Nancy Graves

Art on This Day
 
 
Nancy Graves was born on this day in 1939 in Pittsfield, Massachusetts.
By the age of twelve she knew she was going to be an artist. Her interest was fed by repeated visits to the Berkshire Museum in her hometown, where her father was assistant to the director. The combination of art and natural history in that museum's collection was a formative influence in the approach to art she later developed, merging disciplines such as the natural sciences, history and cultural studies.
 
She studied painting at the Yale School of Art and Architecture with Jack Tworkov, Alex Katz, and Al Held, among others. In 1964 she was awarded a Fulbright-Hayes fellowship to study painting in Paris. The following year she traveled to Florence, where she discovered in the wax models of the seventeenth century anatomist Clemente Susini and the combination of visual aesthetics and the natural world that was to become a leitmotif in her own art.
Like-minded artists included Eva Hesse, Bruce NaumanKeith Sonnier, and Serra, to whom Graves was married from 1965 to 1970.Her work has strong ties to the Alexander Calder's stabiles and to the sculptures of David Smith, with their welded parts and found objects; she collected works by both artists.
 
Nancy Graves, Camel VI, VII, VIII,  1968-1969

 

Graves' personal aesthetic emerged in 1966 in the form of realistic life-size sculptures of camels. 
She made three camels (now in the collection of the National Gallery of Canada) that were exhibited in a solo-show at the Whitney Museum of American Art when Graves was just 29 years old. At the time, she was the youngest artist, and fifth woman to achieve this honor.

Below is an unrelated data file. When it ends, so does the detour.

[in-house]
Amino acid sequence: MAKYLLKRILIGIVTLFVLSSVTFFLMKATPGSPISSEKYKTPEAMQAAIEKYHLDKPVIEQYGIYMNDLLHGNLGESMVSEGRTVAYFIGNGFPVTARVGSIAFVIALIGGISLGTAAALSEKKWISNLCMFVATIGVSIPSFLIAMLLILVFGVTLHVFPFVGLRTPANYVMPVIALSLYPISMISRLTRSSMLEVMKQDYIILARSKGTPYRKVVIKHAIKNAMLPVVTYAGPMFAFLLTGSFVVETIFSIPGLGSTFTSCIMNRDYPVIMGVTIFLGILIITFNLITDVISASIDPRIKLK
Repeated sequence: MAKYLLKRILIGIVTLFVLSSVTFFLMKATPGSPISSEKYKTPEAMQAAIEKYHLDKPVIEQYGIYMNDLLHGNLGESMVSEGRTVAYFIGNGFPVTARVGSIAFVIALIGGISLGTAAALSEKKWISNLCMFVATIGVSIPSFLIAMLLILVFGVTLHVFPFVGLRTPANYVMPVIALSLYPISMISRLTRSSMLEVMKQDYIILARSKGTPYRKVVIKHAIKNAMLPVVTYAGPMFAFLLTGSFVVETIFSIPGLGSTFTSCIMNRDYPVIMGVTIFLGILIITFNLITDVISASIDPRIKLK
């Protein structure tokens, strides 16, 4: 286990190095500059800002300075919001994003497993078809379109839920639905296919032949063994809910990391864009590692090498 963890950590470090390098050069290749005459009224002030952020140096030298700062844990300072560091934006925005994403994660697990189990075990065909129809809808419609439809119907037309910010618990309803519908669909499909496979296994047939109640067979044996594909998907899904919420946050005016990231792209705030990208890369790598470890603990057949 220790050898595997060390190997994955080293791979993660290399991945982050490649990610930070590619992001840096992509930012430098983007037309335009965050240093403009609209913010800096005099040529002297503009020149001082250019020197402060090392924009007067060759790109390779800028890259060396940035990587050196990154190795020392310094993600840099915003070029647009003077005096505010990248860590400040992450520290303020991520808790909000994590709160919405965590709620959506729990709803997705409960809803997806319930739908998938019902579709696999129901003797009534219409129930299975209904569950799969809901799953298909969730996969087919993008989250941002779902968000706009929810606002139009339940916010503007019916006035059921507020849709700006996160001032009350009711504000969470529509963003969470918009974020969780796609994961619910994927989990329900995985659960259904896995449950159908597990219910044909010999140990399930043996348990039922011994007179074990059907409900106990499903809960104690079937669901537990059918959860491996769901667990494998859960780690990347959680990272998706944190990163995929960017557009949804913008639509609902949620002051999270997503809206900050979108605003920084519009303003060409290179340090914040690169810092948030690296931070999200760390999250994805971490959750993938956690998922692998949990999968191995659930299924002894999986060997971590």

She explored paleontological and anthropological imagery in her sculpture until 1971, when she returned to painting.
During the early 1970s, she was also interested in filmmaking and produced five films, two of which featured camels (Goulimine, 1970; Izy Boukir, 1971).
In a 1985 collaboration with choreographer Trisha Brown, Graves created the set and costume for Lateral Pass, which brought her a New York Dance and Performance Bessie Award (1986). 
She has executed prints since the 1970's exploring lithography, screenprint, monotype and the intaglio processes, including aquatint and drypoint. 

Nancy Graves, Cast Like Crabs, 1992, Watercolour, gouche and charcoal on paper.
 
Graves’ has held several important solo exhibitions including those at The National Gallery of Canada, Ottowa (1971, 1973) , Museum of Modern Art, New York (1971) and several others. In 1987 The Fort Worth Art Museum organized a sculpture retrospective, accompanied by a catalogue raisonné. Having contributed to the artwork with countless expressions of creativity Graves died in New York City on October 23, 1995.